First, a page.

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R v Ian Tate

In the circumstances, the judge had been entitled to impose a sentence of six years’ imprisonment for an offence of burglary where the defendant had forced his way into the victim's home at night and had seriously injured the victim. A co-defendant’s good fortune in receiving a lesser sentence was not a reason to impose a lesser sentence than the facts of the case merited.

15 September 2006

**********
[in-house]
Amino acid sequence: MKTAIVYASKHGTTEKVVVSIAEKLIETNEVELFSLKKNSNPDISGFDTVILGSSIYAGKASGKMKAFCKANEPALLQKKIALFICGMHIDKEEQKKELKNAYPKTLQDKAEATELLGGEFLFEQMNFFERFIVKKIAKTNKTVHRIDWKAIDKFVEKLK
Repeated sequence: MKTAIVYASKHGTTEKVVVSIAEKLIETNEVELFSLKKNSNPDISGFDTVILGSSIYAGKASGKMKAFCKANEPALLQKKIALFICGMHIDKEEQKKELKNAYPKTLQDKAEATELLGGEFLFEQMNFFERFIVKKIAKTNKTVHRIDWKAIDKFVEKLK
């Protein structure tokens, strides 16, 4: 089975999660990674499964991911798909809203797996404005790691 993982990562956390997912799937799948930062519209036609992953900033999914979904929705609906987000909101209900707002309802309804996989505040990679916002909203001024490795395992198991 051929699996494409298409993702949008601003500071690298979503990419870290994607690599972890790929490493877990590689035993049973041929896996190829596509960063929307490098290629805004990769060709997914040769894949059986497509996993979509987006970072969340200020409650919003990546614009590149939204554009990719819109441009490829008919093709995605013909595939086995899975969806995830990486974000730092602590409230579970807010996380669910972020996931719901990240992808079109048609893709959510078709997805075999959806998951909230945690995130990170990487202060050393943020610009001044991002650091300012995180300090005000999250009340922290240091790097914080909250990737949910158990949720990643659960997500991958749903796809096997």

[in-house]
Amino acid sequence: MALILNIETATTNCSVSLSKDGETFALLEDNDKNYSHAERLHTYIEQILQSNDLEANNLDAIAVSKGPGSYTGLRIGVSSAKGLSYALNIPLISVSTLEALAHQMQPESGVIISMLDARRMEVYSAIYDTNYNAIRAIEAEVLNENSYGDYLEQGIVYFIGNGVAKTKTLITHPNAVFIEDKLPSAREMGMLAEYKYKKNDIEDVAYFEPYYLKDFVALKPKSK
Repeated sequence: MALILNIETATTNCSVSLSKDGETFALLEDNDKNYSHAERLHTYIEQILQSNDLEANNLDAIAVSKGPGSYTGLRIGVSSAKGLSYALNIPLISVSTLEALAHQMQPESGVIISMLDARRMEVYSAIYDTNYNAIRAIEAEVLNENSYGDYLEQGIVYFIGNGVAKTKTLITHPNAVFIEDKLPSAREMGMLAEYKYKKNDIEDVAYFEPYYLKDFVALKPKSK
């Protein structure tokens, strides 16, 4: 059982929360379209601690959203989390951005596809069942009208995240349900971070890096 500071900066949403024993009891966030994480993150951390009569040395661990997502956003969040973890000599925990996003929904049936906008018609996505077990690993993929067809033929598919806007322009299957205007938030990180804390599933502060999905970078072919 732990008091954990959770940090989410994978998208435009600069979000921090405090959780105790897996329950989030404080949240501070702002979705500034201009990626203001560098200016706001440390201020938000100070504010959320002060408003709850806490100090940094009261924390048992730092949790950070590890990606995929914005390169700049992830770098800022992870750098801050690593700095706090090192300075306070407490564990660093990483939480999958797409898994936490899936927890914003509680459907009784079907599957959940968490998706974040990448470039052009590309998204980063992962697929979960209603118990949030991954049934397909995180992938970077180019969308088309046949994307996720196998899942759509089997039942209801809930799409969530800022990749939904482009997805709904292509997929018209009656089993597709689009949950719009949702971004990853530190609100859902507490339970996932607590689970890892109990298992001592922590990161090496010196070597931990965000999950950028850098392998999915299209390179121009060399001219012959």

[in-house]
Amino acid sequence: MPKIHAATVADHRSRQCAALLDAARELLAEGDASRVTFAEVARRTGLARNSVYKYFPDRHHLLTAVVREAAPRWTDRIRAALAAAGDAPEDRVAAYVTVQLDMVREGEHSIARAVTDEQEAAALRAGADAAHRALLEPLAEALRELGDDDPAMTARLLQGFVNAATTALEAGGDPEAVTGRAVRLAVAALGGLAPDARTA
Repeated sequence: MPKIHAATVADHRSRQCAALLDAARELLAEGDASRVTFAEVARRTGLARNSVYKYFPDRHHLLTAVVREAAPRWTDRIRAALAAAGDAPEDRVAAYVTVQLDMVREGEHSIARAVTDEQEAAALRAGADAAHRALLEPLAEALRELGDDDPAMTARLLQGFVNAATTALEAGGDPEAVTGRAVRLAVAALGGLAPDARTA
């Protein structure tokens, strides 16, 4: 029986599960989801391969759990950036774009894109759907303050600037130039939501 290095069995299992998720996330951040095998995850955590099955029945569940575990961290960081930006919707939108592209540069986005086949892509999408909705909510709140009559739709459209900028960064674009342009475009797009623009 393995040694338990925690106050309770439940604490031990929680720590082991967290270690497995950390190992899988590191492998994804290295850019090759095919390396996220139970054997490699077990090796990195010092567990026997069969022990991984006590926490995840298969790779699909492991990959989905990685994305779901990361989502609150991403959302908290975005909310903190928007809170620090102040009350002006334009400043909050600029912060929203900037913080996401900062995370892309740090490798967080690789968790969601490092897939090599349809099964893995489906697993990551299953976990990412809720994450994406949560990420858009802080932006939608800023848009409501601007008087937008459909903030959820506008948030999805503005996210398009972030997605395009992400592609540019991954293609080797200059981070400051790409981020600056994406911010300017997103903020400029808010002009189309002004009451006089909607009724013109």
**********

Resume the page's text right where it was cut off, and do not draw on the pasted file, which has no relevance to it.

The appellant (T) appealed against a sentence of six years’ imprisonment following his conviction for burglary. The victim (V) had been at home with his partner and young child in the early hours of the morning. T and a co-defendant (S) forced their way into V's home by kicking through a door and proceeded to attack V with various weapons including a pick-axe handle. V suffered a broken elbow, cuts and bruising. T demanded £700 which he alleged V owed him for drugs and then left following S's request to desist. T and S were charged with burglary and aggravated burglary. At trial, they were acquitted on the second count because the jury was not satisfied as to the allegation that T and S had armed themselves prior to their entering the house and therefore could not find that T and S had the requisite intention to commit an aggravated offence. S was sentenced to 45 weeks’ imprisonment suspended for two years with a condition that he finish an art course. T submitted that in all t...

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